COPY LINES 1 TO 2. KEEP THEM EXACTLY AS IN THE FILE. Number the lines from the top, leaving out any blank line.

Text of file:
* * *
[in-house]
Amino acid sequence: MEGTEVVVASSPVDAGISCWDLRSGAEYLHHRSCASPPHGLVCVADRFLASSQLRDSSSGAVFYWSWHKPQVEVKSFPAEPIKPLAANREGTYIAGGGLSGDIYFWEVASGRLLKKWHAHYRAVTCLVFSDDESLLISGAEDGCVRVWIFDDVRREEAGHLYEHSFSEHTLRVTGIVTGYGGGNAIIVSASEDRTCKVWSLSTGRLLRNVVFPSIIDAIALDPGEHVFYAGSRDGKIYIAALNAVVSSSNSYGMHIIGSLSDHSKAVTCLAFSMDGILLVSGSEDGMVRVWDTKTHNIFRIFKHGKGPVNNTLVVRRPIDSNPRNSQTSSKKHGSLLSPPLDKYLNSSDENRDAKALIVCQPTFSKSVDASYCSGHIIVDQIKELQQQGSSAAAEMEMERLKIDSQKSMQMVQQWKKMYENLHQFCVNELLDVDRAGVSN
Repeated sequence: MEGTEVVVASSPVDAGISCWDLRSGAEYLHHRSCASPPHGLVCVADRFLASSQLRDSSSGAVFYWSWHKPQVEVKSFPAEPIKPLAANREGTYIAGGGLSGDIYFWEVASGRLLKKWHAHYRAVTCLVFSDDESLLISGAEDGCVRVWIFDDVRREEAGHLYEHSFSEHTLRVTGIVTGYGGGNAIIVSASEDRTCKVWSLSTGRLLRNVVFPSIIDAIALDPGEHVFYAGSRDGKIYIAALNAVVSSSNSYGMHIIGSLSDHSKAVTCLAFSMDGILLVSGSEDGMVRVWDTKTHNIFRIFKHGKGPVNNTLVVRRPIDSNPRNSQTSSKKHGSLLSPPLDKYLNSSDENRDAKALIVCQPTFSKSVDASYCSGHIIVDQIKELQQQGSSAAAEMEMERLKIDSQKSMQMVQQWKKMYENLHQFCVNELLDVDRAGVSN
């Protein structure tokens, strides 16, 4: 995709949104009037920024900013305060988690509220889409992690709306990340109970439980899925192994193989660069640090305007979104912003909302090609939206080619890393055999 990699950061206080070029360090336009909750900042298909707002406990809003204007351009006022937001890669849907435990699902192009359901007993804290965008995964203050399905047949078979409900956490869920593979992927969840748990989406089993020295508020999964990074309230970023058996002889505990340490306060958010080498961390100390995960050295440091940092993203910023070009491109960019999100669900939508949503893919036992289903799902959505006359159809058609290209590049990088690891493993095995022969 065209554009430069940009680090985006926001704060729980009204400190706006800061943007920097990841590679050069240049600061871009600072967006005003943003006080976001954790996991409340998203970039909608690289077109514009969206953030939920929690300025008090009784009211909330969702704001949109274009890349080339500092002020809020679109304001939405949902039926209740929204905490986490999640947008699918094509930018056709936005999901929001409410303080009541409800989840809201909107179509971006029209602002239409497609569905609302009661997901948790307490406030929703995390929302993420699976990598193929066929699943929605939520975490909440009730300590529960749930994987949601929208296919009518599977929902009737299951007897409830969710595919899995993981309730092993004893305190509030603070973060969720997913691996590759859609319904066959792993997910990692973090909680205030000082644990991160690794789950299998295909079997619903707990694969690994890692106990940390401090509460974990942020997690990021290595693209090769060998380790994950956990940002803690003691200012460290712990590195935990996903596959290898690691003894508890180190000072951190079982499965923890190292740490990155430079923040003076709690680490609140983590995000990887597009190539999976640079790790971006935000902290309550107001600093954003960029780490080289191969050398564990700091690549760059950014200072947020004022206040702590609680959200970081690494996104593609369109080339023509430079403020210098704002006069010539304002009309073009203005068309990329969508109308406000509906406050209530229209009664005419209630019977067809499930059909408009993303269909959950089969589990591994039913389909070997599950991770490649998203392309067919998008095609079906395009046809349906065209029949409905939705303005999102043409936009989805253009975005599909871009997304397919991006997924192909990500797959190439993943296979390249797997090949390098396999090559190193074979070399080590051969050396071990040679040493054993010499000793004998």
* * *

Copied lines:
[in-house]
Amino acid sequence: MEGTEVVVASSPVDAGISCWDLRSGAEYLHHRSCASPPHGLVCVADRFLASSQLRDSSSGAVFYWSWHKPQVEVKSFPAEPIKPLAANREGTYIAGGGLSGDIYFWEVASGRLLKKWHAHYRAVTCLVFSDDESLLISGAEDGCVRVWIFDDVRREEAGHLYEHSFSEHTLRVTGIVTGYGGGNAIIVSASEDRTCKVWSLSTGRLLRNVVFPSIIDAIALDPGEHVFYAGSRDGKIYIAALNAVVSSSNSYGMHIIGSLSDHSKAVTCLAFSMDGILLVSGSEDGMVRVWDTKTHNIFRIFKHGKGPVNNTLVVRRPIDSNPRNSQTSSKKHGSLLSPPLDKYLNSSDENRDAKALIVCQPTFSKSVDASYCSGHIIVDQIKELQQQGSSAAAEMEMERLKIDSQKSMQMVQQWKKMYENLHQFCVNELLDVDRAGVSN